Vodafone recently announced trials of its new air traffic control system for drones.
By 2050, the Single European Sky Air Traffic Management Research expects drones to account for 250 million hours of air time in densely populated areas of the European Union, presenting a significant threat to human-occupied aircraft. Air traffic control systems for traditional aircraft are insufficient for small drones, so new technology is needed to fill this critical gap.
In late 2017, Vodafone launched to first trial of its kind near Sevilla, Spain, using a 1.3 meter X-UAV drone. Over the 32-kilometer course, the drone relayed GPS data along with high-definition video and sent data from a new technology developed by Vodafone: Radio Positioning System. Further trials are expect throughout 2018, and the company hopes the software will be available for commercial use in 2019.
Vodafone Group Chief Technology Officer Johan Wibergh believes the move is a “groundbreaking innovation”.
Vodafone will help to ensure the skies stay safe as drones become ubiquitous, everywhere.
Deputy Director General of the European Commission Matthew Baldwin agrees. “The Commission supports all trials aimed at realising our U-space vision for safe commercial drone operations in the EU – there is a growing network of demonstrations and projects across the EU. We look forward to hearing the results of Vodafone’s work.”
Vodafone’s position as a top telecommunication company makes it a natural choice for developing a drone traffic control system, as its 4G Internet of Things network can provide the necessary bandwidth and latency for tracking drones and looking for potential problems. It’s already common to hear stories of drone operators being irresponsible, and there have been several close calls between drones and aircraft. With the popularity of drones expected to increase, relying on the latest technology will be essential for warning pilots and keeping aircraft safe from potentially catastrophic impacts.
GPS technology will continue playing a critical role in navigation, but Vodafone has developed a complementary technology: Radio Positioning System. An embedded SIM in each drone provides tracking capabilities, while the integrated 4G modem provides the necessary information to provide tracking with an accuracy of approximately 50 meters. RPS data is difficult to spoof, especially when compared to GPS data. Furthermore, there’s no licensing fee attached to RPS, and all the relevant information for adopting the technology has been placed in the public domain.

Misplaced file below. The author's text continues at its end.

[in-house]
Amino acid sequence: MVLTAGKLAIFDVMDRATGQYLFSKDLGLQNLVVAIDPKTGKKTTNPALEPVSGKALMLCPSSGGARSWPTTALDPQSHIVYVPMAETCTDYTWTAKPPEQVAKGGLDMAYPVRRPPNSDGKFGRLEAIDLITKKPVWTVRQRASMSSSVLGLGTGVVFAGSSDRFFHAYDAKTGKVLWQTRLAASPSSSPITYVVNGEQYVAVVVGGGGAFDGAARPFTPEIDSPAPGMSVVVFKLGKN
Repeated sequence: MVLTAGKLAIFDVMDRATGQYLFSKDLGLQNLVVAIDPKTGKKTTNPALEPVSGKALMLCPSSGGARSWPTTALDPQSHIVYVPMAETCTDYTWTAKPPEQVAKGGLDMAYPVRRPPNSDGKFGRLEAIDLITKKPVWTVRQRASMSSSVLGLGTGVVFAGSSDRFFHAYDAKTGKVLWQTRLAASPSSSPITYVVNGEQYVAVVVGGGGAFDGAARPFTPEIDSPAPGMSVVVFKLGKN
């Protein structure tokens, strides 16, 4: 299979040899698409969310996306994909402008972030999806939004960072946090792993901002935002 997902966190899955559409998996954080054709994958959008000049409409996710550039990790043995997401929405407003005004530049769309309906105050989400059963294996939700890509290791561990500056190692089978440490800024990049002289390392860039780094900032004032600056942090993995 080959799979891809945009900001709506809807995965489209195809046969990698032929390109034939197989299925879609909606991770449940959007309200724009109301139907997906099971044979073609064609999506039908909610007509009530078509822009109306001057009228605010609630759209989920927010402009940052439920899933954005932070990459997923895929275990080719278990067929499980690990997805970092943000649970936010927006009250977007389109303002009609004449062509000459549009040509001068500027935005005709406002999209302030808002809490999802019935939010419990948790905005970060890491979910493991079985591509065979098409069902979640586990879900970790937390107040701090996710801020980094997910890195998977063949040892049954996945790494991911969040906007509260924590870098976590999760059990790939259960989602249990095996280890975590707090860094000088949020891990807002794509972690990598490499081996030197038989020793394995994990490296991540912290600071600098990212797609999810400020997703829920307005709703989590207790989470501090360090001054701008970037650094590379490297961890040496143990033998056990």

Drone operators will inevitably make mistakes, and some of these mistakes can lead to dangerous situations. RPS technology can allow drone operators to maintain control of their drones even if they’re out of sight or beyond the horizon. Furthermore, the technology allows drones to be programmed to either land or return to the owner if they venture into a restricted area. If a drone is believed to be on a dangerous course, the proper authorities can take control, allowing a remote operator to land it safely.
Although drones provide invaluable services, they also present risks. Drones make it easy to smuggle contraband into prisons and to other locations. Furthermore, they can carry explosives and other lethal payloads, leading to concerns about terrorism. A key step for preventing such attacks is knowing where drones are flying, and early detection can go a long way toward keeping people safe.
However, it’s not all bad. Drone’s are set to transform a wide variety of industries. Silicon Valley Bank’s Tom Butterworth recently spoke to us about their positive impact. Watch below
#CommercialDrones & #UAVs are set to transform our world. @TechBanker from @SVB_UK spoke to us about their potential impact across industries. #MWC18 #TechNativeTV #IoT #UAV pic.twitter.com/bJPF3RucoZ
— TechNative (@TechNative) February 26, 2018
While Drones provide invaluable services and can have tremendous benefits for society, they still pose significant risks, especially to human-occupied aircraft. By working with European Aviation Safety Agency and by developing open technology and following established guidelines, Vodafone hopes to be a world leader in ensuring drone operations are done in a safe manner. Even though drone usage today is only a fraction of what it will be in the future, it’s the right time to ensure drones are kept to high standards of safety.